How A/B testing and experimenting can provide validating insights for your future ASO strategy


COUP was a major urban mobility service provider. They offered an electric scooter (e-scooter for short) sharing app where users can find, unlock, view and rent any available e-scooter around them. Their services were superior in terms of stable pricing, durable Gogoro batteries, and ease of use. It’s safe to say that, for a long period of time, COUP was the best pick for e-scooter sharing across three major European cities: Berlin, Madrid and Paris. As a market leader in their field, and with great potential in organic user acquisition, COUP became our client in April 2019, when we started helping them develop and run App Store Optimization (ASO) campaigns. The goals are twofold: 
  • To increase the COUP e-scooter app’s organic visibility,
  • Increase its conversion rate (CVR) to make the boosted visibility turn into more installs.
To achieve these goals, what we did for COUP was performing multiple iterations of keyword optimization (KWO) to boost organic search traffic, and running AB tests on their app store screenshots to continuously optimize the app’s CVR. Because we have already talked about keyword optimization in our other case study about CodeCheck, this time around, we’ll talk about our conversion rate optimization (CRO) success story with COUP – via AB testing. AB testing, in a nutshell, is an idea validation method used in CRO that involves experimentation in the app store. When you have an idea to improve CVR, but you aren’t sure if it will work, you can run experiments to see if your idea (and the test variant that embodies that idea) would be superior to what’s currently available.  This method is called AB or split testing because the way it works involves splitting your app users into two or more groups, then serving each group with one variant based on one idea.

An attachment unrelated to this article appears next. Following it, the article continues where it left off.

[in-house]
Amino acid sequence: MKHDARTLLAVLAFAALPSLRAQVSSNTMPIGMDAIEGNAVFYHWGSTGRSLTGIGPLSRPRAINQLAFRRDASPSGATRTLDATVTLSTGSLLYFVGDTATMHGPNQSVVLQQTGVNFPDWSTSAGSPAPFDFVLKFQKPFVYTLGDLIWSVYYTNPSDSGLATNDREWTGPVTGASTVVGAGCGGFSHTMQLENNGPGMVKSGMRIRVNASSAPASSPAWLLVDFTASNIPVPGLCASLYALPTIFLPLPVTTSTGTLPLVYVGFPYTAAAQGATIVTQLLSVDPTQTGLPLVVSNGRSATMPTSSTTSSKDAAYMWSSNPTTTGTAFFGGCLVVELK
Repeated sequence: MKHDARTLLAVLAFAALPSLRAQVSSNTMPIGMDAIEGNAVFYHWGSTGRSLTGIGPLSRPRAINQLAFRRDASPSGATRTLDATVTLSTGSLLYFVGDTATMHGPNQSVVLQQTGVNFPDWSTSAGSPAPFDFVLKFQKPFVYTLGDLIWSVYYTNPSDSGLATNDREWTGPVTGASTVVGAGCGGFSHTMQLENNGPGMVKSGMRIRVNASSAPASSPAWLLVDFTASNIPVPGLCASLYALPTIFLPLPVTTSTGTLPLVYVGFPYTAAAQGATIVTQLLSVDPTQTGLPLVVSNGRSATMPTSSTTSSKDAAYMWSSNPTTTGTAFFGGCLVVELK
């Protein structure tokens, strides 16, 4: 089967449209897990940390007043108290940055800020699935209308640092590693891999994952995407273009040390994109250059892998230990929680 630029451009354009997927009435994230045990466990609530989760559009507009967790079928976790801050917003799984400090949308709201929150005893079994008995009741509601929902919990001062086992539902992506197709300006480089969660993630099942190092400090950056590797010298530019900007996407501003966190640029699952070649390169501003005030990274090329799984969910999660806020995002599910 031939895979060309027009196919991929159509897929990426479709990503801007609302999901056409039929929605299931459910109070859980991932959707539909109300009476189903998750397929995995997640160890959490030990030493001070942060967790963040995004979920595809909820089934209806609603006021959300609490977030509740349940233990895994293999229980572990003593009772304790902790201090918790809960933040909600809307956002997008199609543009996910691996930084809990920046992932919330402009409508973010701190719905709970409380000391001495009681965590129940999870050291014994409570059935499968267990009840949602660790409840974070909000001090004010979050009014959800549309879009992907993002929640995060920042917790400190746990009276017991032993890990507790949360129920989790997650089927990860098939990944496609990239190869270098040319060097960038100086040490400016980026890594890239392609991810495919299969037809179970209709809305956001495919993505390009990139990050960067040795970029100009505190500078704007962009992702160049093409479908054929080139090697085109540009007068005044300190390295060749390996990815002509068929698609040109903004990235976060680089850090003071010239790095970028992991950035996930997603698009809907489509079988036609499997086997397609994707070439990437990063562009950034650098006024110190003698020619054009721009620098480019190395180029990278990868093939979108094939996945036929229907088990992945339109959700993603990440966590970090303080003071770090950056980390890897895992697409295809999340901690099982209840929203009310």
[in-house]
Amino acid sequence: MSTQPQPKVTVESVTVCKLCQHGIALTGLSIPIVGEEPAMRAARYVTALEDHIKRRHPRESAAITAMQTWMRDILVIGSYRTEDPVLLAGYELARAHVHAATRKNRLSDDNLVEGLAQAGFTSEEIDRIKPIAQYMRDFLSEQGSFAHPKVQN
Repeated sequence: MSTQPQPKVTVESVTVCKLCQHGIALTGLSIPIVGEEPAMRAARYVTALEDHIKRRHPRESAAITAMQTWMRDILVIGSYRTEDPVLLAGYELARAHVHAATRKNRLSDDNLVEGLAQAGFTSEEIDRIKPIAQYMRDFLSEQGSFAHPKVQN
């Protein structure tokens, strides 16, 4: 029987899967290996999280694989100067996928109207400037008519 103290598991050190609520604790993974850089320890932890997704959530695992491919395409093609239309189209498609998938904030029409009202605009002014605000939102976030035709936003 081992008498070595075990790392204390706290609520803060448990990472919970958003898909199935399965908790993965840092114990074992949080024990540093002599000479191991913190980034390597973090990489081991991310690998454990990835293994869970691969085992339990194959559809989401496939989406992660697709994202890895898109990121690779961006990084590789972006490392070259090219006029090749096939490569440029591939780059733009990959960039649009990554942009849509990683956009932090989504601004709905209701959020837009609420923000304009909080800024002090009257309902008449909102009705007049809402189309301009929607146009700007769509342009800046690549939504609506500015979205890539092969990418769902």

The problem:

When we kicked off our ASO project with COUP,  their original set of screenshots was already good. It came in a white background and a clean, modern and clear design. The strategy in place at the time was minimalistic, straightforward and honest. The idea was to technically explain to users what COUP as a shared e-scooter service provider can do.